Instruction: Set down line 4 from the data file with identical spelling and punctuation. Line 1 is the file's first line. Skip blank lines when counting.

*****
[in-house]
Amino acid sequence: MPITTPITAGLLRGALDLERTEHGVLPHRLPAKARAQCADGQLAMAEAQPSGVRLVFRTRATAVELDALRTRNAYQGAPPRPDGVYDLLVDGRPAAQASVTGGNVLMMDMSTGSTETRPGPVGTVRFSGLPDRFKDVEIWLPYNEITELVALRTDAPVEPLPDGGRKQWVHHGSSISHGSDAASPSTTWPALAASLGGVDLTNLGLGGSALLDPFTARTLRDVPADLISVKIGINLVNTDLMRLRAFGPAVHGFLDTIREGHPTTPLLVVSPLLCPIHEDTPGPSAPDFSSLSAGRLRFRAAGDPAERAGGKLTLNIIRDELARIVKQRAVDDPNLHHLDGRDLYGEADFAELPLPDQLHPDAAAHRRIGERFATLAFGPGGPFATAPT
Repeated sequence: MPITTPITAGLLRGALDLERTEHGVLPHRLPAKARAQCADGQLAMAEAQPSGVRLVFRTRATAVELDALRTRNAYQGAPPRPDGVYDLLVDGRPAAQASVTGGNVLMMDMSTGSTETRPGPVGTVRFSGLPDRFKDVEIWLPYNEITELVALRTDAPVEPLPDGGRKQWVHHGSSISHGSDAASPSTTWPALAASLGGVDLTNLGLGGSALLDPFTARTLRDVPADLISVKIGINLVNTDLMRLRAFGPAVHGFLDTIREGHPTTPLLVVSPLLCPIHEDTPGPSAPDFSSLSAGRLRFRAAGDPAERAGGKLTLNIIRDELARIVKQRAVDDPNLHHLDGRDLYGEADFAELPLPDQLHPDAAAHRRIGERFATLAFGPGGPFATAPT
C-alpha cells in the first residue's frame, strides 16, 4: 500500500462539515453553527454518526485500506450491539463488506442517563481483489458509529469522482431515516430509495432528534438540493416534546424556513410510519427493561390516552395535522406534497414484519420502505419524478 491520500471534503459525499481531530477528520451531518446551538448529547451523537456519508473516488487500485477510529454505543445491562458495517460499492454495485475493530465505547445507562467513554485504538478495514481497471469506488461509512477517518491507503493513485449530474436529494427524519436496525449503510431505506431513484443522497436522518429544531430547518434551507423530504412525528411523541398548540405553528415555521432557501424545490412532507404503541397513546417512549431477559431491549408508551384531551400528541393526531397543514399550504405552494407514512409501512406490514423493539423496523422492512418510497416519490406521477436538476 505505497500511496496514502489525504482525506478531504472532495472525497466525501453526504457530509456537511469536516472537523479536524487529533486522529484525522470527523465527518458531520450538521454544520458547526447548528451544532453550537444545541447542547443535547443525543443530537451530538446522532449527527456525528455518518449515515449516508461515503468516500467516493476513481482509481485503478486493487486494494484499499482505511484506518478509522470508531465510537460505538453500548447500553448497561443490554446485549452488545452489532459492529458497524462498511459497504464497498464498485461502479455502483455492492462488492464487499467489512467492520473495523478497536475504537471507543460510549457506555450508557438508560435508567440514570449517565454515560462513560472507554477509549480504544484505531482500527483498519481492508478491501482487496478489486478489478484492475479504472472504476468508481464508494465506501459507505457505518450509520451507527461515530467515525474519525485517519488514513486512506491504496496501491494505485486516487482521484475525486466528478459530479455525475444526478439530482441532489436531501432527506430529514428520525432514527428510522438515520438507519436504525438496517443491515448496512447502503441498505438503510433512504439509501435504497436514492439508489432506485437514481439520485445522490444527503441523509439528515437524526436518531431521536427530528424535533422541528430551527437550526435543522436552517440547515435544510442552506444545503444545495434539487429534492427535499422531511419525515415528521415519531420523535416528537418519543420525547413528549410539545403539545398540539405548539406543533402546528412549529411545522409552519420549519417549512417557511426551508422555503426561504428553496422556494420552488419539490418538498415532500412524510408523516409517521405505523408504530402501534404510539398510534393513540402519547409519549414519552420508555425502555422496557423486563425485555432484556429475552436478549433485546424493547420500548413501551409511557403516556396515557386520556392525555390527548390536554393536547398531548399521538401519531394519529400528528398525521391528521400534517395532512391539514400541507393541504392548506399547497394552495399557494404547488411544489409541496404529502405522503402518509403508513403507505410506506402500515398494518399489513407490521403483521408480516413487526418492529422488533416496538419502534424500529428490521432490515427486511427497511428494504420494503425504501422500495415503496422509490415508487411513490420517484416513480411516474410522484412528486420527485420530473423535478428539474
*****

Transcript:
C-alpha cells in the first residue's frame, strides 16, 4: 500500500462539515453553527454518526485500506450491539463488506442517563481483489458509529469522482431515516430509495432528534438540493416534546424556513410510519427493561390516552395535522406534497414484519420502505419524478 491520500471534503459525499481531530477528520451531518446551538448529547451523537456519508473516488487500485477510529454505543445491562458495517460499492454495485475493530465505547445507562467513554485504538478495514481497471469506488461509512477517518491507503493513485449530474436529494427524519436496525449503510431505506431513484443522497436522518429544531430547518434551507423530504412525528411523541398548540405553528415555521432557501424545490412532507404503541397513546417512549431477559431491549408508551384531551400528541393526531397543514399550504405552494407514512409501512406490514423493539423496523422492512418510497416519490406521477436538476 505505497500511496496514502489525504482525506478531504472532495472525497466525501453526504457530509456537511469536516472537523479536524487529533486522529484525522470527523465527518458531520450538521454544520458547526447548528451544532453550537444545541447542547443535547443525543443530537451530538446522532449527527456525528455518518449515515449516508461515503468516500467516493476513481482509481485503478486493487486494494484499499482505511484506518478509522470508531465510537460505538453500548447500553448497561443490554446485549452488545452489532459492529458497524462498511459497504464497498464498485461502479455502483455492492462488492464487499467489512467492520473495523478497536475504537471507543460510549457506555450508557438508560435508567440514570449517565454515560462513560472507554477509549480504544484505531482500527483498519481492508478491501482487496478489486478489478484492475479504472472504476468508481464508494465506501459507505457505518450509520451507527461515530467515525474519525485517519488514513486512506491504496496501491494505485486516487482521484475525486466528478459530479455525475444526478439530482441532489436531501432527506430529514428520525432514527428510522438515520438507519436504525438496517443491515448496512447502503441498505438503510433512504439509501435504497436514492439508489432506485437514481439520485445522490444527503441523509439528515437524526436518531431521536427530528424535533422541528430551527437550526435543522436552517440547515435544510442552506444545503444545495434539487429534492427535499422531511419525515415528521415519531420523535416528537418519543420525547413528549410539545403539545398540539405548539406543533402546528412549529411545522409552519420549519417549512417557511426551508422555503426561504428553496422556494420552488419539490418538498415532500412524510408523516409517521405505523408504530402501534404510539398510534393513540402519547409519549414519552420508555425502555422496557423486563425485555432484556429475552436478549433485546424493547420500548413501551409511557403516556396515557386520556392525555390527548390536554393536547398531548399521538401519531394519529400528528398525521391528521400534517395532512391539514400541507393541504392548506399547497394552495399557494404547488411544489409541496404529502405522503402518509403508513403507505410506506402500515398494518399489513407490521403483521408480516413487526418492529422488533416496538419502534424500529428490521432490515427486511427497511428494504420494503425504501422500495415503496422509490415508487411513490420517484416513480411516474410522484412528486420527485420530473423535478428539474